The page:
Britain's pound surged to its highest in five weeks on Monday as investors priced in a defeat for the government in its appeal against a ruling that forces it to consult parliament before formally triggering EU exit talks in March. British Prime Minister Theresa May will learn at 0930 GMT today whether judges have upheld a High Court decision in November that her government must get parliamentary approval before triggering Article 50 of the Lisbon Treaty, the formal means of exiting the bloc.
While the thrust of the case centres on whether the British parliament has to give its assent, the judges also heard arguments from the Scottish government and lawyers for Northern Irish challengers that Britain's devolved assemblies must give their approval too.
Should the court agree - an outcome ministers believe is unlikely - an ongoing political breakdown in Northern Ireland could derail May's timetable, following the collapse of the province's power-sharing government.
May has said she will trigger Article 50 by the end of March, and last week detailed her vision for a clean break with the EU by quitting its single market. Though that effectively meant Britain would undergo the "hard Brexit" many investors have feared, May's relatively conciliatory tone and the fact that she had removed a layer of uncertainty was interpreted as a positive by markets.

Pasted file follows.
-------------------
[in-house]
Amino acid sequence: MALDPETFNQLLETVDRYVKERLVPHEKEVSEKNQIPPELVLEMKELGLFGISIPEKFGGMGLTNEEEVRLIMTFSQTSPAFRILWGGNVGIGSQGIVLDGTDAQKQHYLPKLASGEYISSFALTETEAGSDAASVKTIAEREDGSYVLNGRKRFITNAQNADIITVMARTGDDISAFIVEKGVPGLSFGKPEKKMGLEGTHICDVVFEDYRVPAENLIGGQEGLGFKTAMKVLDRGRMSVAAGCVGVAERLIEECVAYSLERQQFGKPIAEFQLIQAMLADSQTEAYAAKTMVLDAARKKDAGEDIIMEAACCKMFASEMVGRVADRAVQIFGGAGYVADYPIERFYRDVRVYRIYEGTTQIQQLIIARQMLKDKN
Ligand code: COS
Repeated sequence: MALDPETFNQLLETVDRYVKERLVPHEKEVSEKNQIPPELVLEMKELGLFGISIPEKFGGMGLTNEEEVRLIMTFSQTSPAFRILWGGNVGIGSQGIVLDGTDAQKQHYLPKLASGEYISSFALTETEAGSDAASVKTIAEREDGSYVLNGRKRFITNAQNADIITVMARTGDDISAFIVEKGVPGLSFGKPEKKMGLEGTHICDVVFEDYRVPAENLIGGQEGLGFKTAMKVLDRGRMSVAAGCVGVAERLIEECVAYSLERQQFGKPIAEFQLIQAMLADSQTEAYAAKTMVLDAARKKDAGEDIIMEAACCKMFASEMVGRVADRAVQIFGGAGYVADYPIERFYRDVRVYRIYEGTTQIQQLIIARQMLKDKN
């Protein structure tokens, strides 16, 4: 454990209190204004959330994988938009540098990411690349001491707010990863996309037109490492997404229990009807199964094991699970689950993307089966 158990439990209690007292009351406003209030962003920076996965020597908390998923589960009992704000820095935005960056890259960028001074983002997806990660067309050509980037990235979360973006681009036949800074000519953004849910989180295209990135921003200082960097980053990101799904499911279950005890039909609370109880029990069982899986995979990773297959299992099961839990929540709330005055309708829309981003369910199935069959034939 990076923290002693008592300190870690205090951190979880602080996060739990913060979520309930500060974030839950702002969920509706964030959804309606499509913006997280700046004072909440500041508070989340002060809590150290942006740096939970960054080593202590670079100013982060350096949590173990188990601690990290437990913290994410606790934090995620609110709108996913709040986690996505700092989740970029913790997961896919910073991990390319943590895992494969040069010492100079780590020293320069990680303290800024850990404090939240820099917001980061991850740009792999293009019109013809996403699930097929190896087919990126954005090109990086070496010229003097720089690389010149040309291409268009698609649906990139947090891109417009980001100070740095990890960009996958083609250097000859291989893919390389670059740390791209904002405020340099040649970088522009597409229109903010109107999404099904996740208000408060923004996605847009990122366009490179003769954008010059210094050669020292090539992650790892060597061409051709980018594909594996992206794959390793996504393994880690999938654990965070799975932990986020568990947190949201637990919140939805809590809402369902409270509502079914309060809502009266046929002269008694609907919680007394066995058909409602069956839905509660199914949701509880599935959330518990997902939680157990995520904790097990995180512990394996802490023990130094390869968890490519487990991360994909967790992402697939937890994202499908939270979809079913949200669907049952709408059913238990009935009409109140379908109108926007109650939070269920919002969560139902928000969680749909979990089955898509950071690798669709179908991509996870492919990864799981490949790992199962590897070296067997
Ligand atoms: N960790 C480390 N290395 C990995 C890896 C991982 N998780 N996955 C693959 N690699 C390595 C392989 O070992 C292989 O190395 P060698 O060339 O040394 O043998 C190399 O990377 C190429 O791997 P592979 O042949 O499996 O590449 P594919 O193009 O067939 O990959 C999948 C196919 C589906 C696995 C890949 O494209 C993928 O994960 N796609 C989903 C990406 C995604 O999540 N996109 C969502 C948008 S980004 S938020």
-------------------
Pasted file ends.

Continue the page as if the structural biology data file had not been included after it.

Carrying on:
The Dollar continued to weaken off yesterday as fears that the new US president could spark trade wars with China, and other countries close to home. These concerns were further exacerbated after US media reported that Trump will sign an executive order today to start the renegotiation of NAFTA, A free trade agreement currently in place between the US, Canada & Mexico.
Trump also signed an executive order formally withdrawing the United States from the 12-nation Trans-Pacific Partnership trade deal on Monday, following through on a promise from his campaign last year.
The New U.S President also met with a dozen prominent American manufacturers at the White House on Monday, promising that he would slash regulations by up to 75% and cut corporate taxes, but warned them of penalties if they moved production outside the US.
Trump promised to bring manufacturing plants back to the United States and has not hesitated to publically name companies that he thinks should bring outsourced production back onshore. He told the chief executives that he would like to cut corporate taxes to the 15 percent to 20 percent range, down from current statutory levels of 35 percent.
09:30 – GBP: EU Membership Supreme Court Ruling